5 ways to advocate for your child

Perhaps the most widespread effect a nationwide shutdown has had on our children is regression. The severity of these effects has varied, depending on differences in school response and family resources. Children with special needs are particularly vulnerable to backslide. Families may not be able to provide the additional support their children need without in-person services. If these situations ring true for you and your family, we want to help you look for signs of regression in your child, and know how to advocate for him or her. 

Children can’t always afford to wait for a provider or professional to notice backslide. If a child has been learning virtually for half a year, chances are regression may not be as obvious to a teacher. As a parent, you may be noticing a difference in your child’s skills due to learning at home. You may be asking, how do I identify regression? If you’re not sure if (or how much) your child has regressed since distance learning began, find a baseline for his or her skill sets at the beginning of this year. These skills could include:

  • reading fluency
  • comprehension
  • mathematics
  • language processing
  • social interaction/self-regulation

Examine a sample of your child’s schoolwork from the beginning of this year. What concepts do you notice are stable? How independent was your child in these skills at the time? Some skills, such as verbal expression, will require you to recall an example outside of academic assignments. 

Compare your child’s abilities in each skill to a sample they produce now. Notice what skills have grown, plateaued, or regressed. Is (s)he struggling to keep up with their age or grade level now?

Academic regression due to distance learning is prevalent and expected. But it doesn’t have to stay that way. If you have noted a regression, you may wonder, where do I go from here? Consider sharing your findings with these valuable community providers and educators:

1.) Classroom Teacher – Your child’s classroom teacher is one of your main resources. Inform him or her about your findings. Are there extra assignments that may benefit your child, and what resources does the school provide at this time?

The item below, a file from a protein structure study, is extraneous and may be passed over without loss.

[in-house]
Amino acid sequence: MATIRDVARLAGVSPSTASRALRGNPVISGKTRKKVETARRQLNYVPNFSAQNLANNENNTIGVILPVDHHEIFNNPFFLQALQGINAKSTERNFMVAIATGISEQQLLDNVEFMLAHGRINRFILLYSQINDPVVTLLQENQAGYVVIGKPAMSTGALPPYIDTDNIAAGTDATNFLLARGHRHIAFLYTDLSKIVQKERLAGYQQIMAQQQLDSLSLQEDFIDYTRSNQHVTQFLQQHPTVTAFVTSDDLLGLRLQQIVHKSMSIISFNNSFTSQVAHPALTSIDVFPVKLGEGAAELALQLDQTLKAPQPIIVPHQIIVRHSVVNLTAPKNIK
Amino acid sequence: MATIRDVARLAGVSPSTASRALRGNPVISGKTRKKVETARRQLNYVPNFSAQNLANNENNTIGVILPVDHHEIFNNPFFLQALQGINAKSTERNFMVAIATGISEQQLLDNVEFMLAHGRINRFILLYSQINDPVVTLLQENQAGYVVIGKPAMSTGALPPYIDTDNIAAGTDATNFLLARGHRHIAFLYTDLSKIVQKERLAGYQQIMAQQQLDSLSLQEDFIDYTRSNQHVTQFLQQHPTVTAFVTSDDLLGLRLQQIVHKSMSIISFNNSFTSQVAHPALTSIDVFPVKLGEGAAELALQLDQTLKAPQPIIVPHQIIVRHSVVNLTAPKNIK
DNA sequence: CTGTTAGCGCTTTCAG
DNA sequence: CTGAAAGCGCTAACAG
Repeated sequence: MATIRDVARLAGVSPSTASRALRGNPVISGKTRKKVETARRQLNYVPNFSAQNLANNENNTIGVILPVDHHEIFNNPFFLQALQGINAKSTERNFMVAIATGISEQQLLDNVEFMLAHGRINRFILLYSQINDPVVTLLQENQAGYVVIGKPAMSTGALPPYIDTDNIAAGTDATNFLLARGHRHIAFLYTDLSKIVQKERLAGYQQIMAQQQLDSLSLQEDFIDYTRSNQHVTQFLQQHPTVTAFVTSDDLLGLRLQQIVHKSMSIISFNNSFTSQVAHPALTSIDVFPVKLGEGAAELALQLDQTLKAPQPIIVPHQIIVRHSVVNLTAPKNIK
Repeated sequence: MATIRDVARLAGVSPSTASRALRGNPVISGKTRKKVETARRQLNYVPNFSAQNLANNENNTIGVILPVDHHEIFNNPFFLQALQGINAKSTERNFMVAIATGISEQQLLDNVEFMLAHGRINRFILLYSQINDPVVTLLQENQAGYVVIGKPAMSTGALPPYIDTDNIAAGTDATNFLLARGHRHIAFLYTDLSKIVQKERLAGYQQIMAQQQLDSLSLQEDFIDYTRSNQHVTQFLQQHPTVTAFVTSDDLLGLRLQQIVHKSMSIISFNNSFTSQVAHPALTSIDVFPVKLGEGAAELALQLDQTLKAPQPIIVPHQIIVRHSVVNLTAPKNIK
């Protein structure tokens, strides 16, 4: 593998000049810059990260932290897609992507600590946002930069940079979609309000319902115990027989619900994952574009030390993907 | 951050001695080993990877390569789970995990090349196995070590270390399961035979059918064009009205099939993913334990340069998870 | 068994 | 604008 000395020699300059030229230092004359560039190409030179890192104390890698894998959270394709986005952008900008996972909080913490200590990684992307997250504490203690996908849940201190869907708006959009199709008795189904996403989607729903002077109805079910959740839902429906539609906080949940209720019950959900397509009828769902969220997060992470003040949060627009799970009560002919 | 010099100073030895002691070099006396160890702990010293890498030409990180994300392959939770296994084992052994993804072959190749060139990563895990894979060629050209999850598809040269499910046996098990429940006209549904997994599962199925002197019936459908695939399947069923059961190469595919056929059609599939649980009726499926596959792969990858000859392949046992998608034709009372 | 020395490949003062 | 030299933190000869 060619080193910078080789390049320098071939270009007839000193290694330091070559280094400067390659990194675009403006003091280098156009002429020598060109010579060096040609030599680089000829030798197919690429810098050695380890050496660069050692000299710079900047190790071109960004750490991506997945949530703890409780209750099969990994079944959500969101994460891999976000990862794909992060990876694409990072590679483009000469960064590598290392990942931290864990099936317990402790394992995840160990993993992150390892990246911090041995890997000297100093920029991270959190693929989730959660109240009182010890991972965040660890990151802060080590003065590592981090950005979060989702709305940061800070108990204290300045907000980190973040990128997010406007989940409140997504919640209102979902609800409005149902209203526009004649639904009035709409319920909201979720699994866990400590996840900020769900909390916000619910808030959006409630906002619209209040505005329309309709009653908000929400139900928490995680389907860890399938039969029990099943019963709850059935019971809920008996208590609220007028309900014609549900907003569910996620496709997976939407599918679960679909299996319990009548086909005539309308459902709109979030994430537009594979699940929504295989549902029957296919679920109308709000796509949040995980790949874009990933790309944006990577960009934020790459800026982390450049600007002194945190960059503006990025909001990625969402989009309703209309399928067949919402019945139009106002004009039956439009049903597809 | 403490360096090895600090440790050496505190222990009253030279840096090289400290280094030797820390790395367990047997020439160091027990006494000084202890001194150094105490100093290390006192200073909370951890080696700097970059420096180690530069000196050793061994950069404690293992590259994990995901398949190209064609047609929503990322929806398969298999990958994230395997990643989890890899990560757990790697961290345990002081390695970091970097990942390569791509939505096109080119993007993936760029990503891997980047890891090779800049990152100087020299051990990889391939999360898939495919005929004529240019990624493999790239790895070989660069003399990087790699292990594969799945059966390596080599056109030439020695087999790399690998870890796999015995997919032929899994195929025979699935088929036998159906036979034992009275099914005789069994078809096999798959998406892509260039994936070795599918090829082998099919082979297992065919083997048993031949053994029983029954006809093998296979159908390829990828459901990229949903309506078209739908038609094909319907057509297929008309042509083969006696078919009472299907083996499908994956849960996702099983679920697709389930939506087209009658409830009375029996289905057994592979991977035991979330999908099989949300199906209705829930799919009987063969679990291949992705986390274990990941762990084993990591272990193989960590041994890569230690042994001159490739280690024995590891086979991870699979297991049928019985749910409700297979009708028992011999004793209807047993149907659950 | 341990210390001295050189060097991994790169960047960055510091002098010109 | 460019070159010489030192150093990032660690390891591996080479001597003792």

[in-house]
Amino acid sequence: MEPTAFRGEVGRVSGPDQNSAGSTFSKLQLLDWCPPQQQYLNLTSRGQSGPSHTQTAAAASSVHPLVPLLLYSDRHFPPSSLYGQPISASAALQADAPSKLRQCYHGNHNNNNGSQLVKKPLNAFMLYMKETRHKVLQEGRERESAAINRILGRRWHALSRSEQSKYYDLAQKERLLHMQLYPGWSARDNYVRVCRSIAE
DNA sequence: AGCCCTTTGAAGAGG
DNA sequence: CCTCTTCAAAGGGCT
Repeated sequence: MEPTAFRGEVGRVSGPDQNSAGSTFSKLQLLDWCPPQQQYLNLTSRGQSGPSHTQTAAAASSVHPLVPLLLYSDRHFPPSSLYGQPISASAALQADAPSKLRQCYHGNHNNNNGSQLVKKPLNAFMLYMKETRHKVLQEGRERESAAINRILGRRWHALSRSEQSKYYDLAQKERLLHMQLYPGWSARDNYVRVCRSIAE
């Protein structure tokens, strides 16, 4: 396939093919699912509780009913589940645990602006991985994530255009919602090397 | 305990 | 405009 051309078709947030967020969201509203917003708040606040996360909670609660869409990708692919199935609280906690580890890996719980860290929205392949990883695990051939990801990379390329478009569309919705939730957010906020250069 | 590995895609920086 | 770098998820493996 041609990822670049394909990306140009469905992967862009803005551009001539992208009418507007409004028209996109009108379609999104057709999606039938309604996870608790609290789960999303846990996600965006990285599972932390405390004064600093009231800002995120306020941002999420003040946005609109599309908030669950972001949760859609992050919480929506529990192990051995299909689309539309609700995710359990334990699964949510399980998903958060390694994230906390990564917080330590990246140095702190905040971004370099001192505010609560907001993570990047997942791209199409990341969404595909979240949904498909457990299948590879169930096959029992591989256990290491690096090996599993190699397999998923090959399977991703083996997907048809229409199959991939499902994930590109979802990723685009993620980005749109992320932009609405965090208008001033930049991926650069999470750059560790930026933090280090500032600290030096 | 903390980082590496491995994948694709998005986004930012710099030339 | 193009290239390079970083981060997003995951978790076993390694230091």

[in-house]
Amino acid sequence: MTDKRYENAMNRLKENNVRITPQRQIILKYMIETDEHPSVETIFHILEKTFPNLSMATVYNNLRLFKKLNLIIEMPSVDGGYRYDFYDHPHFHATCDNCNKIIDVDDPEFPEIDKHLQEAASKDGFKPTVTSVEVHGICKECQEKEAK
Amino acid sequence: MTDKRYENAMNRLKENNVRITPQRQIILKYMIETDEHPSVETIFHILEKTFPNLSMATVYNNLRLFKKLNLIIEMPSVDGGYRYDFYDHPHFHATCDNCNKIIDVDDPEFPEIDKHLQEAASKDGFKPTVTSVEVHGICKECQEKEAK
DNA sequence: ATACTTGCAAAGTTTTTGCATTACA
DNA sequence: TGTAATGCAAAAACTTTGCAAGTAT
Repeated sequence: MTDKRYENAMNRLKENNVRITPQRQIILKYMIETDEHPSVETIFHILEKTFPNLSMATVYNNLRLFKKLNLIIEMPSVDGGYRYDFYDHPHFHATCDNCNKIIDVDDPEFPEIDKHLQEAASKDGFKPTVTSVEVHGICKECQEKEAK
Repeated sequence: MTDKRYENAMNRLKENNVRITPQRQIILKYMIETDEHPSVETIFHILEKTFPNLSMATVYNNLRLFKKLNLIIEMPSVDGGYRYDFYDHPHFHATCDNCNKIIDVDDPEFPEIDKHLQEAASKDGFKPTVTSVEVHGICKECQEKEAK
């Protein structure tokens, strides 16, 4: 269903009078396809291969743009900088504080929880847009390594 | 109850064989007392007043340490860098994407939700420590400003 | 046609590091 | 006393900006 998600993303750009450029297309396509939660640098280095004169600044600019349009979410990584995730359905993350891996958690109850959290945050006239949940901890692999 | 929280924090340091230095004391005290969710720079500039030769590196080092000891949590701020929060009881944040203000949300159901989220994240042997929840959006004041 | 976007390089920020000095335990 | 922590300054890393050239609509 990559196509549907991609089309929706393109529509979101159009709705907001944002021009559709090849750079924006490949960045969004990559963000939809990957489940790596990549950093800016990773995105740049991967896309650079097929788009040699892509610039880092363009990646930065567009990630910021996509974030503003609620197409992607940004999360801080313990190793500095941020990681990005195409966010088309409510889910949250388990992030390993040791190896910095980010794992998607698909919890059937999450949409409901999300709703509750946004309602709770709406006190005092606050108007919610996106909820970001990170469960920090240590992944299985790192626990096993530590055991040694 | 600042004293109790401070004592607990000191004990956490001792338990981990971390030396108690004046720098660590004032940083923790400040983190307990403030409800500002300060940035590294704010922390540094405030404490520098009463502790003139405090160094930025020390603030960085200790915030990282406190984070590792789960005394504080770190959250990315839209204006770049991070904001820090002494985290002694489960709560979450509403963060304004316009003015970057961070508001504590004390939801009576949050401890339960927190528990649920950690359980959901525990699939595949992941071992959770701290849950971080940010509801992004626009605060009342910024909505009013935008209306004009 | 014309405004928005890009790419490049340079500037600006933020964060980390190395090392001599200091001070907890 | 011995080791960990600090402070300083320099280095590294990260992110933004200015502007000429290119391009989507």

2.) Special Education Teacher – Inform your school’s special education teacher what areas you see regression in your child, and ask how these areas can receive extra support. Pull-out services, small groups, or learning modifications may be necessary. 

3.) School Providers – Reach out to a speech therapist at your child’s school. Speech therapists target not only language processing, but executive functioning skills as well like organization, planning, time management, memory, and attention. An occupational therapist may be necessary if your child needs support with motor skills.

4.) Parent or Special Needs group – Community groups that cater to families and parents with special needs children are an invaluable resource. Finding the right group for you can inform you about resources within your community from other parents who are in the same boat. 

5.) Family Therapist – If your child has struggled to adjust to decreased socialization and time outdoors, and you see a decline in his or her emotional welfare, reach out to a child or family therapist. Seeing a professional about mental health can make a world of difference in situations out of our control, offering options we may not have explored.

Learning gaps occur, but they may grow if left to chance. In the midst of circumstances no one could expect, we want you to know that you have resources! If you would like to get a comprehensive, standardized evaluation that measures your child’s current skills, contact our parent representative today.


I am passionate about business development, organizational leadership and work/ life balance.

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